No one is in charge in Australia. Monday’s leadership challenge by Home Affairs minister, the potato-headed former police officer Peter Dutton, was cutting enough to leave Prime Minister Malcolm Turnbull a wounded animal. The 48 to 35 margin of victory demonstrated the sheer degree of disaffection for the leadership within party ranks, and risks keeping that unenviable record of no Australian prime minister lasting out a full term of office since John Howard’s 2004 election victory.
Resignations have duly followed (some ten frontbenches outed themselves as Dutton supporters in offering their notices, though many have not been accepted by Turnbull). Dutton has become a chief plotter on the backbench, from where another challenge is brewing. The government is imploding and New Zealand’s foreign minister Winston Peters, visiting Canberra, offered a bit of advice: “When you go into a spill, you have to take your abacus.”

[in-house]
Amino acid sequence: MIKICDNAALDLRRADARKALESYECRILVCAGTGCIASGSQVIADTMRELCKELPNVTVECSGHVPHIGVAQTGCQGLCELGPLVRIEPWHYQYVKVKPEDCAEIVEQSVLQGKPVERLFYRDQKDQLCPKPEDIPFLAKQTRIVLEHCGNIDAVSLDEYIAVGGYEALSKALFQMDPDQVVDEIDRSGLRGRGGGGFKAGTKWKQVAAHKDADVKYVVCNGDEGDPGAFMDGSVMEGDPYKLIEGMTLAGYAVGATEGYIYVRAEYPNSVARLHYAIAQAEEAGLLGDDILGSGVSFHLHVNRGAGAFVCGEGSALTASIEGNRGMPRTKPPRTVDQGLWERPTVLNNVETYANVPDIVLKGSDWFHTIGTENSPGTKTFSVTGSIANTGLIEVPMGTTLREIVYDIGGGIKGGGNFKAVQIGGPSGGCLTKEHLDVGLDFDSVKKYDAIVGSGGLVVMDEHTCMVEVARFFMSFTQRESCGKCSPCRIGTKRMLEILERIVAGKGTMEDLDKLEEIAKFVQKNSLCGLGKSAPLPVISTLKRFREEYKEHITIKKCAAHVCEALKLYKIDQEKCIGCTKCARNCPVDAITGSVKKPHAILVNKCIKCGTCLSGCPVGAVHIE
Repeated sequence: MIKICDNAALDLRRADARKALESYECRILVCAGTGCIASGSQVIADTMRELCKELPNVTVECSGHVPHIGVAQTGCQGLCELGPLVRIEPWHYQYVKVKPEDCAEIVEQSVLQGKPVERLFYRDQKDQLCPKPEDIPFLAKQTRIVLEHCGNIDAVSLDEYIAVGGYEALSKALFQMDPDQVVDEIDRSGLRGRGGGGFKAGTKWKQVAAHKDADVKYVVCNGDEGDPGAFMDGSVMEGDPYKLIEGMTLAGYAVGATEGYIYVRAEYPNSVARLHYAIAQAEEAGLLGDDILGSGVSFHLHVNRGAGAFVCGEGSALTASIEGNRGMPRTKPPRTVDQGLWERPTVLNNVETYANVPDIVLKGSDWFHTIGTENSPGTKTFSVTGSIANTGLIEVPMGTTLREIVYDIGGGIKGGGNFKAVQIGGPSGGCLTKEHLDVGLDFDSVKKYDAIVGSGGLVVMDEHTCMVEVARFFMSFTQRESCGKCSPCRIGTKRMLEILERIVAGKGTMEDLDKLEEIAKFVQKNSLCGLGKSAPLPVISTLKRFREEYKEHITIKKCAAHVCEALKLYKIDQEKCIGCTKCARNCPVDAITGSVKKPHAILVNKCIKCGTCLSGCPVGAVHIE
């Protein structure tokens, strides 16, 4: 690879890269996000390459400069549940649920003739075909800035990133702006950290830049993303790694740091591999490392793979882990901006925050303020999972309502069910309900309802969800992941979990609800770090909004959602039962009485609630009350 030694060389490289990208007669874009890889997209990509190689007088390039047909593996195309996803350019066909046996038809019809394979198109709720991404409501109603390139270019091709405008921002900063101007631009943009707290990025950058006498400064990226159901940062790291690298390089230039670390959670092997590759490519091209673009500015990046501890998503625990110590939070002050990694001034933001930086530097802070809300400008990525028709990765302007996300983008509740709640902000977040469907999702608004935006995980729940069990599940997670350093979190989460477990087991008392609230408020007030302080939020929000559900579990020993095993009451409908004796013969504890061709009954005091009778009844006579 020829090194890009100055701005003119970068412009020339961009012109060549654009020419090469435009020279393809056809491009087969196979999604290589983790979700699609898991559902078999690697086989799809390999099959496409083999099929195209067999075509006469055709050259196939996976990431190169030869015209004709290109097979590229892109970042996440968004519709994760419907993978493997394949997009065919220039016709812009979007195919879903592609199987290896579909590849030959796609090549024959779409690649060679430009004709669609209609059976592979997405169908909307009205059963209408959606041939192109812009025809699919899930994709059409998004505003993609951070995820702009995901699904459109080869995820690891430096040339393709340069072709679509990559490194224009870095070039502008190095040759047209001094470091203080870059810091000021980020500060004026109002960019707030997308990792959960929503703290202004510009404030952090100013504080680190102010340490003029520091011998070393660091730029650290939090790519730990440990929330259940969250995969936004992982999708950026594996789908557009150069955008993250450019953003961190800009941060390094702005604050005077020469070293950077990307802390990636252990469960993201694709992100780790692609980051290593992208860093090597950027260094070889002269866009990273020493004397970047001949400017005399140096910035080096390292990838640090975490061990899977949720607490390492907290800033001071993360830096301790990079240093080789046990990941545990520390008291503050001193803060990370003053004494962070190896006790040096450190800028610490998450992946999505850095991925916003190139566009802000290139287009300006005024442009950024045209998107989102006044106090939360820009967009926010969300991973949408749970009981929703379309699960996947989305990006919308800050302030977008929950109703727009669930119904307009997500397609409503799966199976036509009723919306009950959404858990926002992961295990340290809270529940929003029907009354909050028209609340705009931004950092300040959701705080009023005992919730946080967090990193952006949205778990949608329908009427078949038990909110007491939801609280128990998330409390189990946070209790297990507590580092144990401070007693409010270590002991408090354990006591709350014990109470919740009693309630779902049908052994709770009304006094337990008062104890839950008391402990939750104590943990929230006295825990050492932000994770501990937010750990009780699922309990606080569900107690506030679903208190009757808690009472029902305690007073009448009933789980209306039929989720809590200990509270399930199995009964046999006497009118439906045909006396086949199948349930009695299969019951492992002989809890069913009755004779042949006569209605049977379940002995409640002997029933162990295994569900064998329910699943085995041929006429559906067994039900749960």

In the aftermath of the challenge, Dutton continues to fuel the fire, giving radio station 3AW a generous smattering to threaten Turnbull. “You don’t go into a ballot believing you’re going to lose and if I believe that a majority of colleagues support me, then I would reconsider my position.” He had been chasing up colleagues, testing the waters, working the phones. “I’m not going to beat around the bush with that.”
Ever blinkered and reactionary, his policy offerings continue to be unimaginative, the stuff of cold…